We stayed at the Many Glacier Hotel.  It was built in 1915 and designed to look like an Alpine chalet.  Our room was on the other side (facing east). We had a balcony and found out that it was right under the eaves where bats roost -- four dead bats and a lot of bat poop! (Just before sunrise one morning I opened the curtains and saw the bats returning from their nocturnal hunting.)






 We took a boat ride on Swiftcurrent Lake (seen in the hotel photo) and Lake Josephine. This required a walk between one lake and the other -- "just a quarter-mile," said the 25-year-old guy on the boat. Well, that quarter-mile was hard going for Stevens and another woman in the group who both have peripheral neuropathy. We appreciated the help of our fellow RS who lent their arms to help them get back.

This photo was taken facing west at sunrise, capturing the reflection of the mountains on the lake. It looks like a fake backdrop, doesn't it?!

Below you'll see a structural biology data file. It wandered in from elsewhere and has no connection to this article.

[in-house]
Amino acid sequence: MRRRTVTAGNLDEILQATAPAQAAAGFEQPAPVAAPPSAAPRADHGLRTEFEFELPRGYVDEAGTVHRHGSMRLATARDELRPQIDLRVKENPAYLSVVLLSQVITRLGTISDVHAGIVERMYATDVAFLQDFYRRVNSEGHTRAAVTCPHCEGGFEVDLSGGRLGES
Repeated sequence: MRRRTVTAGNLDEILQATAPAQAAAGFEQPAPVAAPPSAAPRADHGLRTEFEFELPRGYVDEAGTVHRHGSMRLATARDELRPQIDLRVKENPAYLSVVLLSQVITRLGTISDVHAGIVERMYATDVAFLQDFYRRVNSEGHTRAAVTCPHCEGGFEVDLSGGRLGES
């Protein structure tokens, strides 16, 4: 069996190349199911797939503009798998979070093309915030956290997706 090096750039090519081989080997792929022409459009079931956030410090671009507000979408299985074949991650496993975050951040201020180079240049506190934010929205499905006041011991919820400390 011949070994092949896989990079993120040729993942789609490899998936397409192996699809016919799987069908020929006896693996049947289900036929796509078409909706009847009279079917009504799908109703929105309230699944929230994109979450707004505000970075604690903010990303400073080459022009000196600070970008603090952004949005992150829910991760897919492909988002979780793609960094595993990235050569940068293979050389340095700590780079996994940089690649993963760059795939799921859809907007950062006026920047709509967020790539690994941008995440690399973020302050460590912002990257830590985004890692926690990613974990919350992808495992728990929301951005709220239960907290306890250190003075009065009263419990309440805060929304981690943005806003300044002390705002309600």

A dozen of us took a hike around Swiftcurrent Lake. (Stevens sat on the balcony and read. No bats in broad daylight. )We saw the signs but we did not see any bears. We did see a ruffed grouse and three chicks, right on the side of the trail.



We rode the Red Jammers along Going-to-the-Sun Road to the top of Logan Pass. The Jammers are 1930's buses that were retrofitted in 2001. They have the original bodies on modern chassis with flex-fuel engines.  We saw four bighorn sheep far up on the mountain. (They appeared as four white dots in the photo that I took.)


Saint Mary Lake and Wild Goose Island













Crossing the Canadian border was easy.  We had filled out customs declarations ahead of time and our passport numbers were all on a list.  We stopped at Waterton Lakes National Park and the historic Prince of Wales Hotel. (It was named for him in hopes that he would stay there. When he eventually visited he stayed in a private home.)